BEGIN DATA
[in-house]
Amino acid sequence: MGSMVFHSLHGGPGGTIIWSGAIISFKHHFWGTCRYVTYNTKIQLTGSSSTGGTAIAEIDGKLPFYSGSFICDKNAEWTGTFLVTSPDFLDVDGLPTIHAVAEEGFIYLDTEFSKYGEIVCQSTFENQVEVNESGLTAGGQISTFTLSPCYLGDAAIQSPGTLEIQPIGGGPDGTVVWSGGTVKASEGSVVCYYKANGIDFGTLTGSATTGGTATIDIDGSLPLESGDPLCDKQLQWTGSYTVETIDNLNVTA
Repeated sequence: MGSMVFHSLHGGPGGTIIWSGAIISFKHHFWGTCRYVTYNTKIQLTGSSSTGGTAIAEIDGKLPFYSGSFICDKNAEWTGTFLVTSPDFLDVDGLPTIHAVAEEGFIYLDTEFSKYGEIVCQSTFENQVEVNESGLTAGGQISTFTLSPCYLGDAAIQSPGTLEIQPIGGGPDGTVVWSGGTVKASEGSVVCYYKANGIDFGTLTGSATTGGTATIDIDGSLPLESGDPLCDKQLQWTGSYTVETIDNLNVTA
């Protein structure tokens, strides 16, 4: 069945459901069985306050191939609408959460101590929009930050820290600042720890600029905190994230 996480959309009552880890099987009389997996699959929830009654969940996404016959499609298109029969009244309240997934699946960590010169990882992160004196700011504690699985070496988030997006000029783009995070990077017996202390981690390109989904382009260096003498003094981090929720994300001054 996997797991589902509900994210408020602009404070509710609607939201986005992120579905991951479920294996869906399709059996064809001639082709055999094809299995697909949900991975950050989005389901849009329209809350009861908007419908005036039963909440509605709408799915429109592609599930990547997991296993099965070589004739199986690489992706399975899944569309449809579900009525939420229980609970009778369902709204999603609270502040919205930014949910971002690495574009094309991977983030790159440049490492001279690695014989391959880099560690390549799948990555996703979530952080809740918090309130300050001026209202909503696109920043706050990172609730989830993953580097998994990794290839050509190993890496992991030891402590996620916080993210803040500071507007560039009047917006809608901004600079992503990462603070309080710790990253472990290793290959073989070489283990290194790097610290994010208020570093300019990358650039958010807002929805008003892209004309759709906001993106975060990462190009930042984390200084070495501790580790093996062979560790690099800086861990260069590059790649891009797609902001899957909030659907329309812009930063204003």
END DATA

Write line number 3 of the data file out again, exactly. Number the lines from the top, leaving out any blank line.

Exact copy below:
Repeated sequence: MGSMVFHSLHGGPGGTIIWSGAIISFKHHFWGTCRYVTYNTKIQLTGSSSTGGTAIAEIDGKLPFYSGSFICDKNAEWTGTFLVTSPDFLDVDGLPTIHAVAEEGFIYLDTEFSKYGEIVCQSTFENQVEVNESGLTAGGQISTFTLSPCYLGDAAIQSPGTLEIQPIGGGPDGTVVWSGGTVKASEGSVVCYYKANGIDFGTLTGSATTGGTATIDIDGSLPLESGDPLCDKQLQWTGSYTVETIDNLNVTA